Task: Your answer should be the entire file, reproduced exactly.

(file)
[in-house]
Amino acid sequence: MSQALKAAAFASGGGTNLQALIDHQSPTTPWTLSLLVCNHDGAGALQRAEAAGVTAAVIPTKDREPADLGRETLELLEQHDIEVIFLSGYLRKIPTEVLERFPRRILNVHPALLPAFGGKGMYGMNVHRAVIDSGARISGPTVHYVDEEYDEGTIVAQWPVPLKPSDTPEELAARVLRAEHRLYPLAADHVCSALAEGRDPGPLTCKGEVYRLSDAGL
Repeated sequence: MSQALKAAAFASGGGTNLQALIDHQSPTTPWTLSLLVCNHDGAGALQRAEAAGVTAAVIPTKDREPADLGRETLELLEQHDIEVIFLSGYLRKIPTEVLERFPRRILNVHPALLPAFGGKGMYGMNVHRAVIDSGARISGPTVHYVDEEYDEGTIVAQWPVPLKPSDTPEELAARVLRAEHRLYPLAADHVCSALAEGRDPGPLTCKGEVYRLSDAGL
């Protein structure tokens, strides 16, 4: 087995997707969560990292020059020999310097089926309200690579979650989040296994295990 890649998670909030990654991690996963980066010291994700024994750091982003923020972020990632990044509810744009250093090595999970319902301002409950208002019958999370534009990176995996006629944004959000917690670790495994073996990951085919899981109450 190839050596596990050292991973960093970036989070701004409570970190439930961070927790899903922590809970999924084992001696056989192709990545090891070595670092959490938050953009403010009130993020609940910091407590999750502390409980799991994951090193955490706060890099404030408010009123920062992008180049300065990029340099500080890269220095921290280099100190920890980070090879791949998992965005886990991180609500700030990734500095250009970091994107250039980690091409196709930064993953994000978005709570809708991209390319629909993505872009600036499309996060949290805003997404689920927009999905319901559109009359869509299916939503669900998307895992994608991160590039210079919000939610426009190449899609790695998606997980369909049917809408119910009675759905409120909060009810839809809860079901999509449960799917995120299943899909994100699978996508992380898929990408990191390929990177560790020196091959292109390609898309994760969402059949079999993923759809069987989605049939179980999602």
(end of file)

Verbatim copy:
[in-house]
Amino acid sequence: MSQALKAAAFASGGGTNLQALIDHQSPTTPWTLSLLVCNHDGAGALQRAEAAGVTAAVIPTKDREPADLGRETLELLEQHDIEVIFLSGYLRKIPTEVLERFPRRILNVHPALLPAFGGKGMYGMNVHRAVIDSGARISGPTVHYVDEEYDEGTIVAQWPVPLKPSDTPEELAARVLRAEHRLYPLAADHVCSALAEGRDPGPLTCKGEVYRLSDAGL
Repeated sequence: MSQALKAAAFASGGGTNLQALIDHQSPTTPWTLSLLVCNHDGAGALQRAEAAGVTAAVIPTKDREPADLGRETLELLEQHDIEVIFLSGYLRKIPTEVLERFPRRILNVHPALLPAFGGKGMYGMNVHRAVIDSGARISGPTVHYVDEEYDEGTIVAQWPVPLKPSDTPEELAARVLRAEHRLYPLAADHVCSALAEGRDPGPLTCKGEVYRLSDAGL
């Protein structure tokens, strides 16, 4: 087995997707969560990292020059020999310097089926309200690579979650989040296994295990 890649998670909030990654991690996963980066010291994700024994750091982003923020972020990632990044509810744009250093090595999970319902301002409950208002019958999370534009990176995996006629944004959000917690670790495994073996990951085919899981109450 190839050596596990050292991973960093970036989070701004409570970190439930961070927790899903922590809970999924084992001696056989192709990545090891070595670092959490938050953009403010009130993020609940910091407590999750502390409980799991994951090193955490706060890099404030408010009123920062992008180049300065990029340099500080890269220095921290280099100190920890980070090879791949998992965005886990991180609500700030990734500095250009970091994107250039980690091409196709930064993953994000978005709570809708991209390319629909993505872009600036499309996060949290805003997404689920927009999905319901559109009359869509299916939503669900998307895992994608991160590039210079919000939610426009190449899609790695998606997980369909049917809408119910009675759905409120909060009810839809809860079901999509449960799917995120299943899909994100699978996508992380898929990408990191390929990177560790020196091959292109390609898309994760969402059949079999993923759809069987989605049939179980999602």